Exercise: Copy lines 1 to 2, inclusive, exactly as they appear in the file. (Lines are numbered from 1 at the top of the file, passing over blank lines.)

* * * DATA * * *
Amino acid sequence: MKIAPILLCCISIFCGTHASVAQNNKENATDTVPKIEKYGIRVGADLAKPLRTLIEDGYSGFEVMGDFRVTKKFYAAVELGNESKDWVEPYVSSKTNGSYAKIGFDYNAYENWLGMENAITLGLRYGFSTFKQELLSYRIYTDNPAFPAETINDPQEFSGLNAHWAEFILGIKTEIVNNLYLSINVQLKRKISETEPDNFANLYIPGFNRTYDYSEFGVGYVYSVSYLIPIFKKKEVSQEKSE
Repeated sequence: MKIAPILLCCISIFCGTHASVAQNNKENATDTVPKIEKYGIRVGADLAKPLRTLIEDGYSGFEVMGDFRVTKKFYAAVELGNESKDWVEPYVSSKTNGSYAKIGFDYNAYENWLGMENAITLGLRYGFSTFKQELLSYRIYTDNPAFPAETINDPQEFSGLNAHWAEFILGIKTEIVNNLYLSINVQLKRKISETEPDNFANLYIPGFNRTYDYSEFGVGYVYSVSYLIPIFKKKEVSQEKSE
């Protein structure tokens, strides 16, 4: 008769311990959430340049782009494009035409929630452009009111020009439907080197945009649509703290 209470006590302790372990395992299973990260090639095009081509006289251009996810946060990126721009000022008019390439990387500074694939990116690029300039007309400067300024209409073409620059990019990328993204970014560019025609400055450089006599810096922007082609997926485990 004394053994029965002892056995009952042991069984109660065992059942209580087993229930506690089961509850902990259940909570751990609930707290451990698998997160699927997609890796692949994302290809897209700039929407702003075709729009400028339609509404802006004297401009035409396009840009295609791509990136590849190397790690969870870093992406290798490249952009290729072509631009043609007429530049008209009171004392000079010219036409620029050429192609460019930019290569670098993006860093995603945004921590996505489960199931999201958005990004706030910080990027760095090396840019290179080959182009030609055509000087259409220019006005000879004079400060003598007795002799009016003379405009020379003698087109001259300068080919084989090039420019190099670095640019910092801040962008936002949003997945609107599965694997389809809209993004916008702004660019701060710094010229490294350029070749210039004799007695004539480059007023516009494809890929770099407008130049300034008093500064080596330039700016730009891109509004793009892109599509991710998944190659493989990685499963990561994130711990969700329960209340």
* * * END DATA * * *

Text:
Amino acid sequence: MKIAPILLCCISIFCGTHASVAQNNKENATDTVPKIEKYGIRVGADLAKPLRTLIEDGYSGFEVMGDFRVTKKFYAAVELGNESKDWVEPYVSSKTNGSYAKIGFDYNAYENWLGMENAITLGLRYGFSTFKQELLSYRIYTDNPAFPAETINDPQEFSGLNAHWAEFILGIKTEIVNNLYLSINVQLKRKISETEPDNFANLYIPGFNRTYDYSEFGVGYVYSVSYLIPIFKKKEVSQEKSE
Repeated sequence: MKIAPILLCCISIFCGTHASVAQNNKENATDTVPKIEKYGIRVGADLAKPLRTLIEDGYSGFEVMGDFRVTKKFYAAVELGNESKDWVEPYVSSKTNGSYAKIGFDYNAYENWLGMENAITLGLRYGFSTFKQELLSYRIYTDNPAFPAETINDPQEFSGLNAHWAEFILGIKTEIVNNLYLSINVQLKRKISETEPDNFANLYIPGFNRTYDYSEFGVGYVYSVSYLIPIFKKKEVSQEKSE